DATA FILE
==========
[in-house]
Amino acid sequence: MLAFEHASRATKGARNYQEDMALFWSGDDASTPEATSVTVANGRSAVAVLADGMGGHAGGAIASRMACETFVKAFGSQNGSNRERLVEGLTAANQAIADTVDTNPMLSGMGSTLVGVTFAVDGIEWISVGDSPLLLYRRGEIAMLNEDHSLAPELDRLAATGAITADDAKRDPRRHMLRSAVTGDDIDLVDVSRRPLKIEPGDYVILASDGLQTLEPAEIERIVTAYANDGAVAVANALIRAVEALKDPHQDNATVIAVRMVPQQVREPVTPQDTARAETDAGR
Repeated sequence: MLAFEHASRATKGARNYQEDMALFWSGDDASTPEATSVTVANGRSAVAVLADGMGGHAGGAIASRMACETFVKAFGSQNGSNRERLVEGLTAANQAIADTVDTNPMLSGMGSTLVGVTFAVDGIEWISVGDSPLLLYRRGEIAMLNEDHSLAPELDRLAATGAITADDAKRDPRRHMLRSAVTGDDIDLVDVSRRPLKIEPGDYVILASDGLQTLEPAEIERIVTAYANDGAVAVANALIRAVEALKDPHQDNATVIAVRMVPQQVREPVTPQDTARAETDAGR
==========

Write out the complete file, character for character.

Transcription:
[in-house]
Amino acid sequence: MLAFEHASRATKGARNYQEDMALFWSGDDASTPEATSVTVANGRSAVAVLADGMGGHAGGAIASRMACETFVKAFGSQNGSNRERLVEGLTAANQAIADTVDTNPMLSGMGSTLVGVTFAVDGIEWISVGDSPLLLYRRGEIAMLNEDHSLAPELDRLAATGAITADDAKRDPRRHMLRSAVTGDDIDLVDVSRRPLKIEPGDYVILASDGLQTLEPAEIERIVTAYANDGAVAVANALIRAVEALKDPHQDNATVIAVRMVPQQVREPVTPQDTARAETDAGR
Repeated sequence: MLAFEHASRATKGARNYQEDMALFWSGDDASTPEATSVTVANGRSAVAVLADGMGGHAGGAIASRMACETFVKAFGSQNGSNRERLVEGLTAANQAIADTVDTNPMLSGMGSTLVGVTFAVDGIEWISVGDSPLLLYRRGEIAMLNEDHSLAPELDRLAATGAITADDAKRDPRRHMLRSAVTGDDIDLVDVSRRPLKIEPGDYVILASDGLQTLEPAEIERIVTAYANDGAVAVANALIRAVEALKDPHQDNATVIAVRMVPQQVREPVTPQDTARAETDAGR